Gammell decided, and Ineos accepted, that injunctions, whether interim or final, could validly be granted against newcomers . In particular, the effect of Gammell is that a newcomer who knowingly violates the terms of an injunction – whether interim or final - automatically becomes a party by their acts of violation [30-31].
Canada Goose was inconsistent with Gammell and Ineos. Accordingly, under the doctrine of precedent the Court was entitled to follow Gammell and not Canada Goose [99-100].
The Judge had been wrong to follow Canada Goose and had misunderstood the Supreme Court decision in Cameron. He should have applied Gammell, Ineos, and Bromley.
The circumstances in which final injunctions may be granted in unauthorised encampment cases against newcomers are as summarised in Bromley at [99-109], subject to comments made by the Master of the Rolls [103-106].
Such final injunctions may also be appropriate in other cases, but it would be inappropriate to lay down further limitations. Although such cases are certainly exceptional, that does not mean that other categories may not in future be shown to be proportionate and justified (such as 'urban exploring' injunctions) .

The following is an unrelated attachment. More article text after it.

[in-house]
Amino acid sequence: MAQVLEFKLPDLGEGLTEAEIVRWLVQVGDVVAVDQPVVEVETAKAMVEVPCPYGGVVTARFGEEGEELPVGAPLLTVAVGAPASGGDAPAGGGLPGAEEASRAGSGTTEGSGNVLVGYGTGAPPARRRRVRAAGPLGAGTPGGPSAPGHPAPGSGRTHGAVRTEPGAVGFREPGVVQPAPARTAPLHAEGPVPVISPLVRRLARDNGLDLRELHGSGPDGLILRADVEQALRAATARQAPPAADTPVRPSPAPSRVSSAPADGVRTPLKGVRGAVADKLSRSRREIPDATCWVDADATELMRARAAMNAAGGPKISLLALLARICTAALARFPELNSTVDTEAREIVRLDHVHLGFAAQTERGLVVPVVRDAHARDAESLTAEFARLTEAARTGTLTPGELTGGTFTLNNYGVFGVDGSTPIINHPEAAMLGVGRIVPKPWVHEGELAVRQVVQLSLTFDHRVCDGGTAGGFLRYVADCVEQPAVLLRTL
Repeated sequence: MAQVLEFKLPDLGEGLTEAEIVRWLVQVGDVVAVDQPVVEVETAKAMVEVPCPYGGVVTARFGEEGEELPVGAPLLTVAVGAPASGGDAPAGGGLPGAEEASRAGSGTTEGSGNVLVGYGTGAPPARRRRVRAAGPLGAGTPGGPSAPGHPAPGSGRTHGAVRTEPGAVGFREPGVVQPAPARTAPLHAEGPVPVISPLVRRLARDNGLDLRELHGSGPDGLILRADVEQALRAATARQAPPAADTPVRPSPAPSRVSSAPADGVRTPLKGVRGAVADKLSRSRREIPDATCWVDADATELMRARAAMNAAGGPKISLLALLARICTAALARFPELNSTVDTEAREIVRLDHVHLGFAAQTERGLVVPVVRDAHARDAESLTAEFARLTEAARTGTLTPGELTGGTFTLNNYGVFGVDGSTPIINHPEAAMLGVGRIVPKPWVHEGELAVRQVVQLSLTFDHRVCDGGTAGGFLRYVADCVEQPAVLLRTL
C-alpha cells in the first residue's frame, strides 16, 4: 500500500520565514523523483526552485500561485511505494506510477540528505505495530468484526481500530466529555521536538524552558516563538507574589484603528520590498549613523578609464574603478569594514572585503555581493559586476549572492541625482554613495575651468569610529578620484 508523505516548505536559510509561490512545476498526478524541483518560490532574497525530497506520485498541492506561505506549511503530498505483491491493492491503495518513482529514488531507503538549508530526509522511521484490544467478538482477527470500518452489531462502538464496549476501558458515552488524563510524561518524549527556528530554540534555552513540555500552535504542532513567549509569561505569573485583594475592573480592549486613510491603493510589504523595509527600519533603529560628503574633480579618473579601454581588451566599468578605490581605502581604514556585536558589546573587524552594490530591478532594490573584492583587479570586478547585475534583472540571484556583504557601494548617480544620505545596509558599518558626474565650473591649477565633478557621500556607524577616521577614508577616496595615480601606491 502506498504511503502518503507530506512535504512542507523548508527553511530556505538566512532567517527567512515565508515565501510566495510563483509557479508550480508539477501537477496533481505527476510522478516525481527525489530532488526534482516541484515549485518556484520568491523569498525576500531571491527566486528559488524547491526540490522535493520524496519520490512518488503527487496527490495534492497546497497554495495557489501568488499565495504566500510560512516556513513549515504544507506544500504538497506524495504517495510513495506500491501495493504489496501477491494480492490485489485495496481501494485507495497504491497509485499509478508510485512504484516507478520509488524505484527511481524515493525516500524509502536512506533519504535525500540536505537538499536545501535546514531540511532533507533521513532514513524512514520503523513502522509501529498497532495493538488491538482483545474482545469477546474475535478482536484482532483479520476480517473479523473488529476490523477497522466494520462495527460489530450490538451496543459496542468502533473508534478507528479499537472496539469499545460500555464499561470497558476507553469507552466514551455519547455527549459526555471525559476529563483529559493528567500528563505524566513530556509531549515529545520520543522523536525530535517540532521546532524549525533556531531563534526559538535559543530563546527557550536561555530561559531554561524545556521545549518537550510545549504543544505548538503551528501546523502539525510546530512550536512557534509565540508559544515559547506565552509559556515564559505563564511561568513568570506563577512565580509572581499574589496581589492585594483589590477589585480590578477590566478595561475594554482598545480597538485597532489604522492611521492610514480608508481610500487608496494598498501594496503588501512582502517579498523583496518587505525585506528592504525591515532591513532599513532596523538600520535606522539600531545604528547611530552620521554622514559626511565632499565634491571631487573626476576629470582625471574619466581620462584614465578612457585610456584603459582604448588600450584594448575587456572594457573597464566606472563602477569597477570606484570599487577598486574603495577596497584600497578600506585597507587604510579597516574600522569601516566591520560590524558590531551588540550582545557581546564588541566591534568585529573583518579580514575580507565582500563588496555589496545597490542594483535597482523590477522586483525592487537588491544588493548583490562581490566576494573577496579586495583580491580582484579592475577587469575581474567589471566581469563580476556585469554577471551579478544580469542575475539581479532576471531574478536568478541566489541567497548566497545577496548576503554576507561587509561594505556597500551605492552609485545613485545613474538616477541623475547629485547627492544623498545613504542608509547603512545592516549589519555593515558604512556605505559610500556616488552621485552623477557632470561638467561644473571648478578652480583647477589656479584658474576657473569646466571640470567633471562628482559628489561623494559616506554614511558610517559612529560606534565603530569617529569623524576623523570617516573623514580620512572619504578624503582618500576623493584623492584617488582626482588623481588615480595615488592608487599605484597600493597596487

Section 187B TCPA 1990 imposes the same procedural limitations on applications for injunctions of the type raised by the claims as does section 37 SCA 1981 .
This is a very important judgment which restores the law to what it had been assumed to be before the Canada Goose litigation, which Nicklin J had purported to follow.
Not least this is because the effect of Nicklin J's judgment was not limited to injunctions which principally impacted upon the Gypsy and Traveller community. It applied to any case where a local authority had sought injunctive relief, including borough-wide relief, against "Persons Unknown", whether relying on common law torts or statutory powers. It applied to actions to restrain trespass to land, breaches of planning control and a range of public and private nuisances – including 'car cruising', raves, and other anti-social behaviour. It applied, in particular, to all applications for precautionary relief and – in substance – removed this jurisdiction from a local authority's armoury.
The position is now, again, that local authorities may seek precautionary final injunctive relief against newcomers. This includes under section 187B TCPA 1990. Private landowners, including housing associations, may similarly seek such relief to restrain threatened trespasses and private nuisances.
Ranjit Bhose QC acted for the appellants, LB Hillingdon and LB Richmond (leading Steven Woolf of Gatehouse Chambers), instructed by Byron Britton of South London Legal Partnership. Ranjit also acted for Canada Goose in the Court of Appeal in 2020.
Wayne Beglan acted for one of the interveners, Basildon Borough Council, instructed by Basildon Borough Council.
The full text of the new judgment can be found here.
Ranjit and Wayne will host a webinar on Thursday 20 January 2020 at 11am to explain the judgment and its practical implications for those seeking precautionary injunctions against Persons Unknown (including newcomers).
You can register your place here.